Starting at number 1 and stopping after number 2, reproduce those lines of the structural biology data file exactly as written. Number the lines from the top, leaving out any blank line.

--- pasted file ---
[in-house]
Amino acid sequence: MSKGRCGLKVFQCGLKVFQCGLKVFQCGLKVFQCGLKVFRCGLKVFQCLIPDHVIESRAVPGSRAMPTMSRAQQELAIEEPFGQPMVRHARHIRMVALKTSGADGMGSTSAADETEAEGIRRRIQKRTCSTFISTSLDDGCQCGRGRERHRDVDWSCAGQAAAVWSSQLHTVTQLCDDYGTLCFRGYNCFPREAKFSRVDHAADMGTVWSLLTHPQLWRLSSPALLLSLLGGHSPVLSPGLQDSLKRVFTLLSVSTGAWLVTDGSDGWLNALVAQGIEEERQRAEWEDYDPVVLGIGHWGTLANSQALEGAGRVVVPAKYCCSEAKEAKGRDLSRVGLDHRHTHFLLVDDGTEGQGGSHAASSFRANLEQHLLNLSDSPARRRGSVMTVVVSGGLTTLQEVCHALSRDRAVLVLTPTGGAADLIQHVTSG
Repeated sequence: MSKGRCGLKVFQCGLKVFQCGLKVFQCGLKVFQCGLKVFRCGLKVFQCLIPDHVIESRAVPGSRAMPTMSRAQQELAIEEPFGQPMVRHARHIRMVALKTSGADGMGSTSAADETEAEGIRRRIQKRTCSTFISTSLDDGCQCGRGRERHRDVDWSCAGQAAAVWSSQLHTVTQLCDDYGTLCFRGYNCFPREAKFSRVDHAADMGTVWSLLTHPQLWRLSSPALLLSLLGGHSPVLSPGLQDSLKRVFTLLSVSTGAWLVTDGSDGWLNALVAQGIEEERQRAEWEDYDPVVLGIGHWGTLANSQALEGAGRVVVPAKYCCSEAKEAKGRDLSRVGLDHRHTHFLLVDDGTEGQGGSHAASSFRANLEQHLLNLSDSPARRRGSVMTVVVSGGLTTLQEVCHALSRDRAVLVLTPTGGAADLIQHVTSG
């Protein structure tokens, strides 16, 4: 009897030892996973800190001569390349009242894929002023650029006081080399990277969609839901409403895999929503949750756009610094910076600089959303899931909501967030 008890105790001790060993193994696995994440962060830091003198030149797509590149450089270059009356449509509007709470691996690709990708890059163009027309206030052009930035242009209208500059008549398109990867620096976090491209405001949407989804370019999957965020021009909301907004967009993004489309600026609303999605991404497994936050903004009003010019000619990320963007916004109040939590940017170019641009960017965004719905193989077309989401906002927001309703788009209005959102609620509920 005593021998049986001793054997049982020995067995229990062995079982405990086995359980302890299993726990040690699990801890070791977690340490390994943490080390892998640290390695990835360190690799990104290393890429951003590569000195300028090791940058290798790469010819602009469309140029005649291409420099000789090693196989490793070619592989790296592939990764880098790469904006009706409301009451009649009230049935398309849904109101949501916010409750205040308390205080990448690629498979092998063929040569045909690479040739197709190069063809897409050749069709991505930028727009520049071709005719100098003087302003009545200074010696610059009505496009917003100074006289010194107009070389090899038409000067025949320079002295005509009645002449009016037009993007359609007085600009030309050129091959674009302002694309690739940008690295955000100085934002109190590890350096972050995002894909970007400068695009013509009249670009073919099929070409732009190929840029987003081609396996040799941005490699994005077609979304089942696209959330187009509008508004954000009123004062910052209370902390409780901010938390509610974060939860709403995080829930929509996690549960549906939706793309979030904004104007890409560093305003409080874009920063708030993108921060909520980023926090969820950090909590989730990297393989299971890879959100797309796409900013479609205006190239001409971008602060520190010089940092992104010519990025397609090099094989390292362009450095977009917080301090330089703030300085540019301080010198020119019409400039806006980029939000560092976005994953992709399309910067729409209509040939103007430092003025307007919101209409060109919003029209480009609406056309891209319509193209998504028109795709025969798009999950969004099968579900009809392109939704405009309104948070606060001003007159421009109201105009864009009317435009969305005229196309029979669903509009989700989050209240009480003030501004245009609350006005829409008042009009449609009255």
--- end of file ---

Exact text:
[in-house]
Amino acid sequence: MSKGRCGLKVFQCGLKVFQCGLKVFQCGLKVFQCGLKVFRCGLKVFQCLIPDHVIESRAVPGSRAMPTMSRAQQELAIEEPFGQPMVRHARHIRMVALKTSGADGMGSTSAADETEAEGIRRRIQKRTCSTFISTSLDDGCQCGRGRERHRDVDWSCAGQAAAVWSSQLHTVTQLCDDYGTLCFRGYNCFPREAKFSRVDHAADMGTVWSLLTHPQLWRLSSPALLLSLLGGHSPVLSPGLQDSLKRVFTLLSVSTGAWLVTDGSDGWLNALVAQGIEEERQRAEWEDYDPVVLGIGHWGTLANSQALEGAGRVVVPAKYCCSEAKEAKGRDLSRVGLDHRHTHFLLVDDGTEGQGGSHAASSFRANLEQHLLNLSDSPARRRGSVMTVVVSGGLTTLQEVCHALSRDRAVLVLTPTGGAADLIQHVTSG